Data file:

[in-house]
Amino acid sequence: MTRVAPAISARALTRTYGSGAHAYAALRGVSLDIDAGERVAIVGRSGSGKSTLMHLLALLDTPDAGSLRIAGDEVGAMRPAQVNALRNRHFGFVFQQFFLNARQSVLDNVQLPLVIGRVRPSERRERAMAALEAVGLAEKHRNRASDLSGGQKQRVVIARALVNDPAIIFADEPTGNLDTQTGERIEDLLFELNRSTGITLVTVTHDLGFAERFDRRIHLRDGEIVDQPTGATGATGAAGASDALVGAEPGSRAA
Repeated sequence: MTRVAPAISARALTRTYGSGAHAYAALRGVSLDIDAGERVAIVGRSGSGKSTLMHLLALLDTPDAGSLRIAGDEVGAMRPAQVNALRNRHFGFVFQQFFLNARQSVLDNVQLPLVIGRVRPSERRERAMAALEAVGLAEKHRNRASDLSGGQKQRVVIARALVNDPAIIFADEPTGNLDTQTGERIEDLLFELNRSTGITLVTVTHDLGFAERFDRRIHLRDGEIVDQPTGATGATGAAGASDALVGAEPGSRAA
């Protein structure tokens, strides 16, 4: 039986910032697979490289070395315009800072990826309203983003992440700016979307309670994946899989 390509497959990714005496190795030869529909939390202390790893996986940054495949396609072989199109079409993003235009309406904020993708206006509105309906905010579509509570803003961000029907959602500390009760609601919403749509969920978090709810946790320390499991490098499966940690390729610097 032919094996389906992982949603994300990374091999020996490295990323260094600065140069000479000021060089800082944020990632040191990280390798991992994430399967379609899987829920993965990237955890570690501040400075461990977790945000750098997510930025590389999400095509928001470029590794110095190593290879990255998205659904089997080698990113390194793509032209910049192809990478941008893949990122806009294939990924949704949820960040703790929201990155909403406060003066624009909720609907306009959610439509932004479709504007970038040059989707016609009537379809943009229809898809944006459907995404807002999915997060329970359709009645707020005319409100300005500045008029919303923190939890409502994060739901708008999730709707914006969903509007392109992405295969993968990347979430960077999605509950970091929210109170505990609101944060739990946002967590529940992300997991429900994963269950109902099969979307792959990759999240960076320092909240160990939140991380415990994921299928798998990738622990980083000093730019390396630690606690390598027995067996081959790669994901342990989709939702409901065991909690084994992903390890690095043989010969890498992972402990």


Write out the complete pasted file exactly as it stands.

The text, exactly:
[in-house]
Amino acid sequence: MTRVAPAISARALTRTYGSGAHAYAALRGVSLDIDAGERVAIVGRSGSGKSTLMHLLALLDTPDAGSLRIAGDEVGAMRPAQVNALRNRHFGFVFQQFFLNARQSVLDNVQLPLVIGRVRPSERRERAMAALEAVGLAEKHRNRASDLSGGQKQRVVIARALVNDPAIIFADEPTGNLDTQTGERIEDLLFELNRSTGITLVTVTHDLGFAERFDRRIHLRDGEIVDQPTGATGATGAAGASDALVGAEPGSRAA
Repeated sequence: MTRVAPAISARALTRTYGSGAHAYAALRGVSLDIDAGERVAIVGRSGSGKSTLMHLLALLDTPDAGSLRIAGDEVGAMRPAQVNALRNRHFGFVFQQFFLNARQSVLDNVQLPLVIGRVRPSERRERAMAALEAVGLAEKHRNRASDLSGGQKQRVVIARALVNDPAIIFADEPTGNLDTQTGERIEDLLFELNRSTGITLVTVTHDLGFAERFDRRIHLRDGEIVDQPTGATGATGAAGASDALVGAEPGSRAA
């Protein structure tokens, strides 16, 4: 039986910032697979490289070395315009800072990826309203983003992440700016979307309670994946899989 390509497959990714005496190795030869529909939390202390790893996986940054495949396609072989199109079409993003235009309406904020993708206006509105309906905010579509509570803003961000029907959602500390009760609601919403749509969920978090709810946790320390499991490098499966940690390729610097 032919094996389906992982949603994300990374091999020996490295990323260094600065140069000479000021060089800082944020990632040191990280390798991992994430399967379609899987829920993965990237955890570690501040400075461990977790945000750098997510930025590389999400095509928001470029590794110095190593290879990255998205659904089997080698990113390194793509032209910049192809990478941008893949990122806009294939990924949704949820960040703790929201990155909403406060003066624009909720609907306009959610439509932004479709504007970038040059989707016609009537379809943009229809898809944006459907995404807002999915997060329970359709009645707020005319409100300005500045008029919303923190939890409502994060739901708008999730709707914006969903509007392109992405295969993968990347979430960077999605509950970091929210109170505990609101944060739990946002967590529940992300997991429900994963269950109902099969979307792959990759999240960076320092909240160990939140991380415990994921299928798998990738622990980083000093730019390396630690606690390598027995067996081959790669994901342990989709939702409901065991909690084994992903390890690095043989010969890498992972402990």